Critically Evaluating Information
In addition to the information retrieved from library databases and the Web sites listed in this guide, the free Internet can be a valuable source of information, too. However, as is the case with all resources you use, remember to think critically about the authority, accuracy, objectivity, currency, and coverage of the information you find.
Evaluating Library Resources
Books and database articles should be evaluated to determine their credibility and relevance to your topic before selecting them for a research assignment. Use the CRAAP test below to help you evaluate whether a source is right for your research.
Use this CRAAP test worksheet to evaluate your sources.
- What is the publication date of the book or database article?
- How up-to-date are the citations in the bibliography?
- How current does the information need to be for your topic or your assignment?
- Does the information relate directly to your topic or answer your question?
- Who is the audience for the publication (scholarly or general)?
- Is the information primary or secondary in nature?
- Does it provide general background information or in-depth information on a specific topic? Which do you need?
Who created the information?
- What are the qualifications of the author, publisher, or organization responsible for the content of the resource?
- What are the author's education and/or experience?
- Look for the author's biography or information about the publisher or responsible organization either within the publication or use the sources below to find out more about authors, publishers, and organizations:
Information on Authors:
- Biography Index 1984 - present
- Gale Virtual Reference Library (Encyclopedia of World Biography)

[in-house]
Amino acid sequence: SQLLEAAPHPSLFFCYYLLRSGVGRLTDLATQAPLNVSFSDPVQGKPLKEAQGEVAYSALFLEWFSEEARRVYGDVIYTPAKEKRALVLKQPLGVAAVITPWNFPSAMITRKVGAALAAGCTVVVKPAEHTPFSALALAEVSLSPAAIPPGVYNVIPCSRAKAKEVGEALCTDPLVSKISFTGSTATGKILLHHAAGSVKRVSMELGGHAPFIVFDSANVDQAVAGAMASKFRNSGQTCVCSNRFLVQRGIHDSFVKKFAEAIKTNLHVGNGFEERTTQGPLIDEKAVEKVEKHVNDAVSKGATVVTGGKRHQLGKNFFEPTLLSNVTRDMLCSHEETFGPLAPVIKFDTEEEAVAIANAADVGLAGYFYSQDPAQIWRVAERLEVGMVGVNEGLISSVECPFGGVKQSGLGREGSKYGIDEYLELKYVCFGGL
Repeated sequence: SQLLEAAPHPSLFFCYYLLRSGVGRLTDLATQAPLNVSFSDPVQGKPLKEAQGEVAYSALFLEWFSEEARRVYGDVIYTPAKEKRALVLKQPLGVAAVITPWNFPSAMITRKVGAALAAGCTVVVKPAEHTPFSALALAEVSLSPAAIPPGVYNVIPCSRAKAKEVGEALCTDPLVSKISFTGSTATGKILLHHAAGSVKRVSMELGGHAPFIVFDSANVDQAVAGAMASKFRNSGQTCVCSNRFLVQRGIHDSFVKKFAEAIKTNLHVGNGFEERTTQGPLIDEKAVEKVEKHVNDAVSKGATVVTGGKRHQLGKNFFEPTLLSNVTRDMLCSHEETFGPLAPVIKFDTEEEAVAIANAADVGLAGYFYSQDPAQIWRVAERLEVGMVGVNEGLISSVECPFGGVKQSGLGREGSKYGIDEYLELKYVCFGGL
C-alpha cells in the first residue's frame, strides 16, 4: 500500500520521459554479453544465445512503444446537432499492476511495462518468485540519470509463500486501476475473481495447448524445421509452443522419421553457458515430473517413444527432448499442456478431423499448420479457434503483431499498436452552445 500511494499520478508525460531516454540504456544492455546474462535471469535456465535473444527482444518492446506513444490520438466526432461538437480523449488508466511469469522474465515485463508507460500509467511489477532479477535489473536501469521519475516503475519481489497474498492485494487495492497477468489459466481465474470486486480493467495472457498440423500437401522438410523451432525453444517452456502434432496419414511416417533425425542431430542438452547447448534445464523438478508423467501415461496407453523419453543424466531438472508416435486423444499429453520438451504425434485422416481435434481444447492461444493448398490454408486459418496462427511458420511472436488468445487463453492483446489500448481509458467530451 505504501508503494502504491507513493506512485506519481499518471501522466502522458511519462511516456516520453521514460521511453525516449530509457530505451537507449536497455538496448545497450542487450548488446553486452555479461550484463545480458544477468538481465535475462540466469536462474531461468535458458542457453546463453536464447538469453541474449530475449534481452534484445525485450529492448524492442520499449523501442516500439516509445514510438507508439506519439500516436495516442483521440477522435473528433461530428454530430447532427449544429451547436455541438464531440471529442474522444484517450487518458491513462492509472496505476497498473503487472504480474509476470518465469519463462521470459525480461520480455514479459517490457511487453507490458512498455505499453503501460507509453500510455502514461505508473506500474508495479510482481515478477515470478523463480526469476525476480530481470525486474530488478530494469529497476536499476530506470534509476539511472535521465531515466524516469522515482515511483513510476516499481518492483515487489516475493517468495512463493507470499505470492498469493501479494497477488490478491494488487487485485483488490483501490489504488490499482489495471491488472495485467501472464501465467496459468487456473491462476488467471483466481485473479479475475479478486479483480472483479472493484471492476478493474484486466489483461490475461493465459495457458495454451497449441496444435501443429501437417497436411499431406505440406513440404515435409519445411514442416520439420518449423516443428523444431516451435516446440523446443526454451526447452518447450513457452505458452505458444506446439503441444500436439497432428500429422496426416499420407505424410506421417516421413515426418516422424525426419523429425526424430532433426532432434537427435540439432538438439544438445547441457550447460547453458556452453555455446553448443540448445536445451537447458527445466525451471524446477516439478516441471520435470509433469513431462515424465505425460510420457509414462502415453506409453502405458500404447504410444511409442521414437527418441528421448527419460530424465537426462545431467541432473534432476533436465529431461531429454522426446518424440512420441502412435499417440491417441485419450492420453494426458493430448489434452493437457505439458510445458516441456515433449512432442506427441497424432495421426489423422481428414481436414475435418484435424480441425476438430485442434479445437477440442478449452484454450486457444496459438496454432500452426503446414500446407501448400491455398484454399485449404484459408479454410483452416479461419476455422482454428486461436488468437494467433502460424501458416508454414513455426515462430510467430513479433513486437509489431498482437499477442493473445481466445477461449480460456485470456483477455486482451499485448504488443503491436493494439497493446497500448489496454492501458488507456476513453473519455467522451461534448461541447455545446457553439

Information on Publishers:
- Google - look for publisher's home page (check for focus, how long in business, circulation, etc)
- Worldcat.org - see how many/which kind of libraries have the publication.
Information on Organizations:
- Idealist.org - information about foundations
- Is the information supported by evidence?
- Can you verify the information in another source?
- How extensive is the bibliography or list of cited references? Can you use these references to find more information on your topic?
- Are there spelling, grammar, or other typographical errors?
- Have other scholars evaluated or cited the resource?
- Search the title of the book in OneSearch and refine your search on the lefthand side by choosing "book review" under the "format" on the left.
- Book Review Digest Plus, 1983- present
- Articles: Search the article title in Google Scholar to see how many times it has been cited and link to the articles that cited it.
- What is the purpose of the information? Is it meant to inform you, sell you something or persuade you?
- Does it present a fair and balanced view of an issue?
- Are there political, ideological, cultural, religous, or personal biases?
- Are opinions or propaganda easy to recognize?
- Are there advertisements that suggest the information might be biased toward selling a product rather than providing objective information?